I started speaking up in class when I felt like it, (maybe not the best idea since I was actually removed from class a few times by the dean of our school, because apparently I had become a “disruption”), and I started wearing whatever the hell I wanted to (note to self: burn all photographic evidence). I would invite myself to sit with anyone I felt like sitting with, regardless of them wanting me there or not, and that was the year when I decided that if I liked a boy, I was just going to go for it.
I was used to rejection, what was a little more going to do to me?
Then somewhere along the line, that freedom was noticed.
People noticed me because it was hard not to, and to my shock, they liked what they saw. It was mind boggling to me that when I finally stopped being what everyone thought I should be, that in turn people started looking up to me as someone they wanted to be.
When I had dared to step outside of the “society appropriate” boundaries and do my own thing, I had unknowingly become the confident looking one, the person who people were looking to for “the rules.”
That realization was absolutely absurd.
I had just spent my entire life trying to be just like everyone else, I had failed, and only when I had given up and gone in my own direction were people impressed with me.
What the hell.
It was incredibly strange and highly uncomfortable. People would literally say things like “I wish I was as confident as you are” and I would be thinking “I’m not confident, I’m fairly certain that I’m an idiot and I’ve just decided that I can’t hide it anymore.”
I remember trying to wrap my teenage brain around the concept that I had just spent 3 yrs of high school doing everything I could do to fit in, and had still been treated like gum stuck under a desk. It was only when I gave up and started living with abandon — saying what I wanted to, doing what I wanted to, without a care in the world— that suddenly everyone wanted to be my friend. The less I tried to impress people, the more impressed they had become.
Yet even with my new found and unexpected popularity, I just kept doing my own thing. I wasn’t at a place where I felt like I could afford to care what people thought of me, because I was still trying to decide what I thought of me, and I was tired of letting the perceptions of others change my own perception of me.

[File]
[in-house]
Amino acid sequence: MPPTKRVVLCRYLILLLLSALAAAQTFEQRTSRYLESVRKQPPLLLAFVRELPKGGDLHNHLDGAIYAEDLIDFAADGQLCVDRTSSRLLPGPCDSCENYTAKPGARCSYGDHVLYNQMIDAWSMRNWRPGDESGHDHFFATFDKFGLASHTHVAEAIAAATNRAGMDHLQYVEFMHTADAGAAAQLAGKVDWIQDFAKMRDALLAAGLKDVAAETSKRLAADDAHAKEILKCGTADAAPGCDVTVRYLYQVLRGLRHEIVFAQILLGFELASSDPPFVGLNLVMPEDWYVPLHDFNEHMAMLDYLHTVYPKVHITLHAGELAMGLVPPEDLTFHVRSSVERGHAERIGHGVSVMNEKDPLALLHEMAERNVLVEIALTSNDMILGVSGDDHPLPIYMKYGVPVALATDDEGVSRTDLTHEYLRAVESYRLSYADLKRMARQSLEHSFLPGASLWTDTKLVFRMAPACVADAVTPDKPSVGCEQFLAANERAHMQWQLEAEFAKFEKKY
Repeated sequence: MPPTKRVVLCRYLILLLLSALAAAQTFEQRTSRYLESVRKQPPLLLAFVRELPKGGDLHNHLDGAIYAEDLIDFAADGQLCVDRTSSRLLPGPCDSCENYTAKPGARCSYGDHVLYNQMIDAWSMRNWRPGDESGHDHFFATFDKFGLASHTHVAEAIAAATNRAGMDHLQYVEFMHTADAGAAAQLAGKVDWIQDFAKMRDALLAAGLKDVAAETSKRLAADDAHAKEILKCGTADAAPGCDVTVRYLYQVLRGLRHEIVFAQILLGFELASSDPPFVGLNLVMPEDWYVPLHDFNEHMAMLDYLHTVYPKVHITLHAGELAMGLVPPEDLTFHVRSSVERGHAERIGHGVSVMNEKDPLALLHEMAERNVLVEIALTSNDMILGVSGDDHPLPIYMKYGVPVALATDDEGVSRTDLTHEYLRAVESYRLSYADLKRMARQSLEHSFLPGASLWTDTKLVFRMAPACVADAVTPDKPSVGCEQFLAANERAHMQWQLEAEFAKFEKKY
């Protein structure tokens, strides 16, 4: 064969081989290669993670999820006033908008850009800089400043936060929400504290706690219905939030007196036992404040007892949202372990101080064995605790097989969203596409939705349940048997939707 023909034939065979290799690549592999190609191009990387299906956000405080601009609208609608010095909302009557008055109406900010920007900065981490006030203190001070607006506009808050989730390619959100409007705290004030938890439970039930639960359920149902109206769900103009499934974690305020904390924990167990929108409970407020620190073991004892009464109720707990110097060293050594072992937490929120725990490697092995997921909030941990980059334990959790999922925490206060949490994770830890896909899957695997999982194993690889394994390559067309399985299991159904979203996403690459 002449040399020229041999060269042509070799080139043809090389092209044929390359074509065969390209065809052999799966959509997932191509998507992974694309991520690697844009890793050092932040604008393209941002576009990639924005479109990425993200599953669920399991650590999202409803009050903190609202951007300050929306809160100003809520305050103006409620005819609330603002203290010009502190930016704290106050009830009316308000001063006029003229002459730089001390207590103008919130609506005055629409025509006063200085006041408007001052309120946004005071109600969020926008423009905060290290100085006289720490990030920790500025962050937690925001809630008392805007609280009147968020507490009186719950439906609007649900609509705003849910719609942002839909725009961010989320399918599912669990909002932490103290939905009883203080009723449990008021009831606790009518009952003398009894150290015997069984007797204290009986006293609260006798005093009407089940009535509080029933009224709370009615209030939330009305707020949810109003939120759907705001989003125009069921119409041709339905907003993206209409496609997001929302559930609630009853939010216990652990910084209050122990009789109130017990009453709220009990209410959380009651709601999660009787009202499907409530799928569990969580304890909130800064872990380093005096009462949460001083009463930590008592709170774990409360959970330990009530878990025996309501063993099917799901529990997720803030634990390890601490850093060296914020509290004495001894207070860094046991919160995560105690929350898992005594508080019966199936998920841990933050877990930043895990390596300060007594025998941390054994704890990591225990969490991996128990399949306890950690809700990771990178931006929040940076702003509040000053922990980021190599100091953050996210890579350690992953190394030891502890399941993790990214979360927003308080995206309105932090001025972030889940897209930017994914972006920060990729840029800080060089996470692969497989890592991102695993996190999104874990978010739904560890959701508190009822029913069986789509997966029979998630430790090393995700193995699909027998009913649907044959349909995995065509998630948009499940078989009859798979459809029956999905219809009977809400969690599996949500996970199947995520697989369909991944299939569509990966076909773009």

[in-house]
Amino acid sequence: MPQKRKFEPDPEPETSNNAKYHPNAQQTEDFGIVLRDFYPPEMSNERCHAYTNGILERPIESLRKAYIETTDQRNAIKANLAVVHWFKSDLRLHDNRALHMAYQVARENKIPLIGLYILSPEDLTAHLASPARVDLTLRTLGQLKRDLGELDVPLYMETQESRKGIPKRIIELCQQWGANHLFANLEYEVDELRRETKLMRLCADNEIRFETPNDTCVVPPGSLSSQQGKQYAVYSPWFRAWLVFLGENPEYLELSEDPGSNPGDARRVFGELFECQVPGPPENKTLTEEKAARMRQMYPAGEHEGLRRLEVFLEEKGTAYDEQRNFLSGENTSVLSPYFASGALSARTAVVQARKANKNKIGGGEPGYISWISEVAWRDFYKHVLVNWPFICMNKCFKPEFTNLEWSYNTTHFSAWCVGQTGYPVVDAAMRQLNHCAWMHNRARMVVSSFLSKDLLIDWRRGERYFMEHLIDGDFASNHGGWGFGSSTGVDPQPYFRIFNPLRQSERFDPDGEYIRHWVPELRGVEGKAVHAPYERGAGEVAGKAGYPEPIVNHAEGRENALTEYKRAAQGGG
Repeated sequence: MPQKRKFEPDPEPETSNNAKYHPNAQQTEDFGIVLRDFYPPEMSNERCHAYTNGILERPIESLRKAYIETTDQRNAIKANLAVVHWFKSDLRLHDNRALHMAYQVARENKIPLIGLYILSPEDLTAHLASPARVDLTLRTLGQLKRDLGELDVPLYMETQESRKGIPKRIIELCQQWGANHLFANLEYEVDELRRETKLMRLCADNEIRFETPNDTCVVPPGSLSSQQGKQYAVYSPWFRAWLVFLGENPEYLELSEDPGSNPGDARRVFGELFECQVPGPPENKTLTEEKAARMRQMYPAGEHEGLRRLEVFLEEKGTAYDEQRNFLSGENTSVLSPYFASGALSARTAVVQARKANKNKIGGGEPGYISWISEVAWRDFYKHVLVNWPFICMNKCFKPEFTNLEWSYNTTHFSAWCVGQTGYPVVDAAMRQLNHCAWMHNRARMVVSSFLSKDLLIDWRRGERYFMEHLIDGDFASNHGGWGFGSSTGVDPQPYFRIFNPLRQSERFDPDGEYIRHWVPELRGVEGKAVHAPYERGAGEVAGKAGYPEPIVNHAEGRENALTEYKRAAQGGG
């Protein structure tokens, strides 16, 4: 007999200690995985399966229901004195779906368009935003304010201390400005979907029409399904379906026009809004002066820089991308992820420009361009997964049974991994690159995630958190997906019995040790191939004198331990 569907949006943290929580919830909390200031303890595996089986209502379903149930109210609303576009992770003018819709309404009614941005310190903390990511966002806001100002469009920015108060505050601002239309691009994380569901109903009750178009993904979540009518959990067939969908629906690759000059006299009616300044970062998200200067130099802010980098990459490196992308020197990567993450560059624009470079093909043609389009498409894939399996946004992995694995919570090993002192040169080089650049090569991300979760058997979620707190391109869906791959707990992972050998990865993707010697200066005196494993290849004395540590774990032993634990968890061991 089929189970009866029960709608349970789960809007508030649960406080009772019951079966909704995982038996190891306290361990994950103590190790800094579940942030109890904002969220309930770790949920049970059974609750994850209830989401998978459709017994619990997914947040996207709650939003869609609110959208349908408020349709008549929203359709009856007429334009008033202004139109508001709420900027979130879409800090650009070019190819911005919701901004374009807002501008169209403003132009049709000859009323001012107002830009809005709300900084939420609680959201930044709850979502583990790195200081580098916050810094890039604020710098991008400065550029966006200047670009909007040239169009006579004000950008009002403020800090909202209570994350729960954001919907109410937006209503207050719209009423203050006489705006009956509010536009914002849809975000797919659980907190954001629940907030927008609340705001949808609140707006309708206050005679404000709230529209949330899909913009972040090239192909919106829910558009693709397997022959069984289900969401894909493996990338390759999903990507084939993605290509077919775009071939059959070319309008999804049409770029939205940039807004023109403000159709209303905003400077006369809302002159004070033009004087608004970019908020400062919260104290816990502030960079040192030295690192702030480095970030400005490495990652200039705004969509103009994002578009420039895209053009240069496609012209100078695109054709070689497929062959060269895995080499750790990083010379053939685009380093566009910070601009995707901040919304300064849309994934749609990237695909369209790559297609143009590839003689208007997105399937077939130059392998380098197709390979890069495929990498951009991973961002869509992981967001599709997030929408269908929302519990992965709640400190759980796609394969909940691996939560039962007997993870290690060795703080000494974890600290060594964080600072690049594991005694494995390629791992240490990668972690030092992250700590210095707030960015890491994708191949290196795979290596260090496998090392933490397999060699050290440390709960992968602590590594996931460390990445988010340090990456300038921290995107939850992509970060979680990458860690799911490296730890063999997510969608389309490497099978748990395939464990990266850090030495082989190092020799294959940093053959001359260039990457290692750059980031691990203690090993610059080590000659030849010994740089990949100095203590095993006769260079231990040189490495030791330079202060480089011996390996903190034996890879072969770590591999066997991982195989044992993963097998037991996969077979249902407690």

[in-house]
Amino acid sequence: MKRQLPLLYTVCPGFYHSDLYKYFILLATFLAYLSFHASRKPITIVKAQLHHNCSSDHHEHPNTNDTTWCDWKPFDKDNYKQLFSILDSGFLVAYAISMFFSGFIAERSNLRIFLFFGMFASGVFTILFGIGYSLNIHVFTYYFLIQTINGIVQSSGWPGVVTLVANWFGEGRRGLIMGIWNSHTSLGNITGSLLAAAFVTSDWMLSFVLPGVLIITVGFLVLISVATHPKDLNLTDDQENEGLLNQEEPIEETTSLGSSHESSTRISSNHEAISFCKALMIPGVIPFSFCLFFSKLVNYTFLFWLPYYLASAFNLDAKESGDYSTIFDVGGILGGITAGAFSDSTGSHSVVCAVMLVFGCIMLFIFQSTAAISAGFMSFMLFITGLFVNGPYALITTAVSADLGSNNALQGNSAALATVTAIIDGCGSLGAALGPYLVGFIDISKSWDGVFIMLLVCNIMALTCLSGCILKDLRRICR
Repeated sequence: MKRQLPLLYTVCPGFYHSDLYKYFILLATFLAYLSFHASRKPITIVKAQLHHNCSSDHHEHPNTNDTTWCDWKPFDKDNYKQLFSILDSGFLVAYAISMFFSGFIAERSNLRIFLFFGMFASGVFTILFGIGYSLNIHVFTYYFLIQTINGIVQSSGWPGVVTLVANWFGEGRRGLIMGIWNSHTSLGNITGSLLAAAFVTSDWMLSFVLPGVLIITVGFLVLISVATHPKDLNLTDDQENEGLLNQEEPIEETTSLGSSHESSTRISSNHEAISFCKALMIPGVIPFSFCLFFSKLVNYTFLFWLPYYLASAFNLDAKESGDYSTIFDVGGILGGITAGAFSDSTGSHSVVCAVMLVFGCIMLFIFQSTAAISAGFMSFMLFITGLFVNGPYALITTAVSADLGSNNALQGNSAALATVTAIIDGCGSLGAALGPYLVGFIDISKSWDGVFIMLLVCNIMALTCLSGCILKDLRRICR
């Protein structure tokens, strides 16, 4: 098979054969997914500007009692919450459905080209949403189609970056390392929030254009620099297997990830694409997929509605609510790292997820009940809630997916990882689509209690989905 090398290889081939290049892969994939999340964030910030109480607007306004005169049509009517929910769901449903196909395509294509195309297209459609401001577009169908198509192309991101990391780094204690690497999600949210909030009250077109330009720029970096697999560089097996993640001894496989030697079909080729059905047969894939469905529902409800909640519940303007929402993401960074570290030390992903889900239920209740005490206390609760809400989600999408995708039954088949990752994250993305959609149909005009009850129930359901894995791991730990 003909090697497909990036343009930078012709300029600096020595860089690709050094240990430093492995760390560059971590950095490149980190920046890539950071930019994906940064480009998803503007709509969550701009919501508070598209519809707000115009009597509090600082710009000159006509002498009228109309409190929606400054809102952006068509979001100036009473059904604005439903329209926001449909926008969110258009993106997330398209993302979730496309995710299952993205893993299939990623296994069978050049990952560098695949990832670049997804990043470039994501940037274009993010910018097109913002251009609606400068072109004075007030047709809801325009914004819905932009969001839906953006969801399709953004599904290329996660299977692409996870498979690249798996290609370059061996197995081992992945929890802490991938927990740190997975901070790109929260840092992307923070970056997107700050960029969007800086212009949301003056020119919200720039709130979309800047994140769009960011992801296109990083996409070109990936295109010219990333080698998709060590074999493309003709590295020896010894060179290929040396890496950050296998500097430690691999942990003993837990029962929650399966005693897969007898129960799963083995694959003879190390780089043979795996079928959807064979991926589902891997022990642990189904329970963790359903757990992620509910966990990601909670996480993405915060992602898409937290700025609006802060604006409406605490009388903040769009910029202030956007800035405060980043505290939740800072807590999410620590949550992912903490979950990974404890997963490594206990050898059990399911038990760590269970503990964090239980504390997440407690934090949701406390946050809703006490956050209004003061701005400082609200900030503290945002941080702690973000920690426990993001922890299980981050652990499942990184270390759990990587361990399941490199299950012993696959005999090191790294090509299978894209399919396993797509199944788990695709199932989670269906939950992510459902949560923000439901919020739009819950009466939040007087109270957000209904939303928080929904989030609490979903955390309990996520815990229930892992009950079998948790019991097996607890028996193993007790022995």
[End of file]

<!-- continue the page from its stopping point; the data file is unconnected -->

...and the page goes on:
As I grew and matured, I began to realize that the people around me were not this group of super humans who knew the ways of the world and were better at executing them than me, they really were just faking it better than I was. Everyone was struggling, most just masked it better than I, and that is a realization that I’ve always held tight to.
I didn’t need to be perfect because no one was.
I didn’t need to be anything other than what I needed to be for myself.
Unfortunately even though I grew to accept myself, I failed to grasp that other people would ever truly accept me, and that’s how I ended up in the marriage that I was in. Yet even within the confines of abuse and despite the fact that I didn’t feel like I deserved much, I held tight to the person that I was (which is why I stood up to my abusive ex in ways that many of you don’t approve of). It’s a concept that I have a hard time explaining; that I fully accepted who I was and had un-apologetically made peace with it, but I still didn’t feel like I was worth much to anyone else.
And that right there has been the transformation that you guys have been watching on this blog. You have watched me as I’ve gone from accepting myself, to also accepting what other people think of me.
You’ve watched as I’ve waded through what life has given me, learned from it, and become better because of it. You all have had a front row seat in watching me find my place in this world.
Nothing that has happened to me has been “normal,” but I tried to be “normal” once and it stunted me. As you’ve seen, being unique is when I grow.
I’m not like everyone else, and I love it! I love that I bring something different to this world than the other 7.2 billion people on the planet. How awesome is that? What a blessing to be able to impact the world in my own unique way, in a way that no one else is.
Not only do I accept who I am, but I finally, truly, don’t care what other people think of me; not because I can’t afford to let myself care, but because I truly don’t care.
I don’t care what other people think of me, because it’s not going to change my own opinion of me.
I’ve finally made the transition from self-acceptance, to self-confidence.
I’ve never been like everyone else, and I never will be, but that doesn’t mean that I can’t be just as valuable, or that my worth is any less.
These days, does everyone like me? Hell no, of course not, but here’s the thing; I don’t need everyone to like me. I just need me to truly value me. My life, it’s not about what other people think of me, it’s about what I think of me.
There is not a single person on the face of this earth that will ever influence my life, or this world, with the same impact that I will.
This is my life and I’m going to live it my way.
I’m not the smartest, or the prettiest, the funniest, or the best, I’ve just gotten to a point where I feel like I’m smart enough, pretty enough, funny enough, everything “enough,” for me.
I’m enough, FOR ME.
If I had to pinpoint where my apparent portrayal of self-confidence comes from, I would have to say that it comes in the freedom of knowing that I don’t fit in, that I don’t have to fit in, and the understanding that it’s completely OK,
I’m not you, I’ll never be like you, and that’s alright, because I’m me.
When it comes to you, people aren’t going to like you because you are just like everyone else they’ve ever met, they are going to like you because of the uniqueness that makes you, you.
So please, don’t try to be anyone else, just be you.
That’s what you were made for!
The world already has everyone else, but there is only one you.
It’s what you were made for.